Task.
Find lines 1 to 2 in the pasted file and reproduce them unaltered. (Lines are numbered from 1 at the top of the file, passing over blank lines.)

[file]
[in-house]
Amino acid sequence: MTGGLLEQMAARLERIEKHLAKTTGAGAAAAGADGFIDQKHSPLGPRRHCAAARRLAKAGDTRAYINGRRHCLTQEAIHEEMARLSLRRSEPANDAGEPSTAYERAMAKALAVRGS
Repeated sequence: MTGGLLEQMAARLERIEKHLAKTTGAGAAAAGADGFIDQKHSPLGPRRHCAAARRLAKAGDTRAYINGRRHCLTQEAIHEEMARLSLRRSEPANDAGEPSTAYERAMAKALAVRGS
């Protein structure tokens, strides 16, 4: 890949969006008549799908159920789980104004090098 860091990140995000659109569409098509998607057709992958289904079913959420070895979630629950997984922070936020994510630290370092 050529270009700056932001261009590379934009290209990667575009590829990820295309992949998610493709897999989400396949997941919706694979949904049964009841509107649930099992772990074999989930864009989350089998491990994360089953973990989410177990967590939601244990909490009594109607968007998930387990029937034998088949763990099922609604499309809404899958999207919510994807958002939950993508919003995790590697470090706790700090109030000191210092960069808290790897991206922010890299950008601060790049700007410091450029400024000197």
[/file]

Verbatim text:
[in-house]
Amino acid sequence: MTGGLLEQMAARLERIEKHLAKTTGAGAAAAGADGFIDQKHSPLGPRRHCAAARRLAKAGDTRAYINGRRHCLTQEAIHEEMARLSLRRSEPANDAGEPSTAYERAMAKALAVRGS